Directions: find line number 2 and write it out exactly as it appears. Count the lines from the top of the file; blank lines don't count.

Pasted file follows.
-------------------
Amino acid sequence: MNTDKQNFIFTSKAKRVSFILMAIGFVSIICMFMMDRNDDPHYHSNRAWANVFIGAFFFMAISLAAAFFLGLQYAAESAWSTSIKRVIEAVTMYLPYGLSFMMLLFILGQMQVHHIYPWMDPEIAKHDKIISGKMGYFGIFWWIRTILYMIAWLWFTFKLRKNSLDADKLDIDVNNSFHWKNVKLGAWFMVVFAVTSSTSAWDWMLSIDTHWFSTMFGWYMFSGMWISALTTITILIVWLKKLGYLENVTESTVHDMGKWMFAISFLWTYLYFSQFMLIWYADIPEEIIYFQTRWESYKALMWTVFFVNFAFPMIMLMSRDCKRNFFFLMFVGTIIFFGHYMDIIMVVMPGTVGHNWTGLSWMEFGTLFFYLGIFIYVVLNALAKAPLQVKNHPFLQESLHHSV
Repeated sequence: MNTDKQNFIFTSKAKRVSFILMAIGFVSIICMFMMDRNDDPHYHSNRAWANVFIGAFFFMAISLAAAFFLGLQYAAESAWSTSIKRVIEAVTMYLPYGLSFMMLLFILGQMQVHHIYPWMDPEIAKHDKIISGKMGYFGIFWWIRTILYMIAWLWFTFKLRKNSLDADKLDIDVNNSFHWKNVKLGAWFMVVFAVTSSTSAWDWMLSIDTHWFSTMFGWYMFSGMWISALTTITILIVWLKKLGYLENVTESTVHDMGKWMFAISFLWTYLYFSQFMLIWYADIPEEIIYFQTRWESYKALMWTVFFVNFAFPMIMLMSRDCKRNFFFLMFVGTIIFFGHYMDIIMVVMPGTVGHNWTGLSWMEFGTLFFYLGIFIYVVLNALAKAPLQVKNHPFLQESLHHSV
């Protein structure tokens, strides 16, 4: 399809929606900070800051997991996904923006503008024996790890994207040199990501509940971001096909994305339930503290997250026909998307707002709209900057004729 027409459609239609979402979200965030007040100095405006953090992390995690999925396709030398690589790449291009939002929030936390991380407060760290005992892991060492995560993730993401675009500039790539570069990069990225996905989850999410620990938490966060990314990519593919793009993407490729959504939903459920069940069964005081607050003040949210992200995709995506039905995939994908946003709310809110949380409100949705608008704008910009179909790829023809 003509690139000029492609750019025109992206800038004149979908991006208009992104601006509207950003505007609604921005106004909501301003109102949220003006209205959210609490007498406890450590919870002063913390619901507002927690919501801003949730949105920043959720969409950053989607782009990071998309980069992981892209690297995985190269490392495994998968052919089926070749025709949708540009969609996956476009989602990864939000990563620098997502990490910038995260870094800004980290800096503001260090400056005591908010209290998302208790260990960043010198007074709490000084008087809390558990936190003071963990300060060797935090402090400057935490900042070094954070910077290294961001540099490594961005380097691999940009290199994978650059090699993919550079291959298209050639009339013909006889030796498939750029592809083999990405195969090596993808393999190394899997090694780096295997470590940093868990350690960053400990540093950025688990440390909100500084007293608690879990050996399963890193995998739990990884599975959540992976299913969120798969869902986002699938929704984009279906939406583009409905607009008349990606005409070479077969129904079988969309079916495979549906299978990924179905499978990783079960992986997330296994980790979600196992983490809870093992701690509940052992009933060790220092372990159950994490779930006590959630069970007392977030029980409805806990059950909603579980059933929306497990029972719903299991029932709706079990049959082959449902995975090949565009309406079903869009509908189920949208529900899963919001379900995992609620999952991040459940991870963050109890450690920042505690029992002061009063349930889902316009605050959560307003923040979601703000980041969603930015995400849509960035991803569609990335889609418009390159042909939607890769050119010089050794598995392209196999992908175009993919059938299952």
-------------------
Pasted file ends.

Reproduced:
Repeated sequence: MNTDKQNFIFTSKAKRVSFILMAIGFVSIICMFMMDRNDDPHYHSNRAWANVFIGAFFFMAISLAAAFFLGLQYAAESAWSTSIKRVIEAVTMYLPYGLSFMMLLFILGQMQVHHIYPWMDPEIAKHDKIISGKMGYFGIFWWIRTILYMIAWLWFTFKLRKNSLDADKLDIDVNNSFHWKNVKLGAWFMVVFAVTSSTSAWDWMLSIDTHWFSTMFGWYMFSGMWISALTTITILIVWLKKLGYLENVTESTVHDMGKWMFAISFLWTYLYFSQFMLIWYADIPEEIIYFQTRWESYKALMWTVFFVNFAFPMIMLMSRDCKRNFFFLMFVGTIIFFGHYMDIIMVVMPGTVGHNWTGLSWMEFGTLFFYLGIFIYVVLNALAKAPLQVKNHPFLQESLHHSV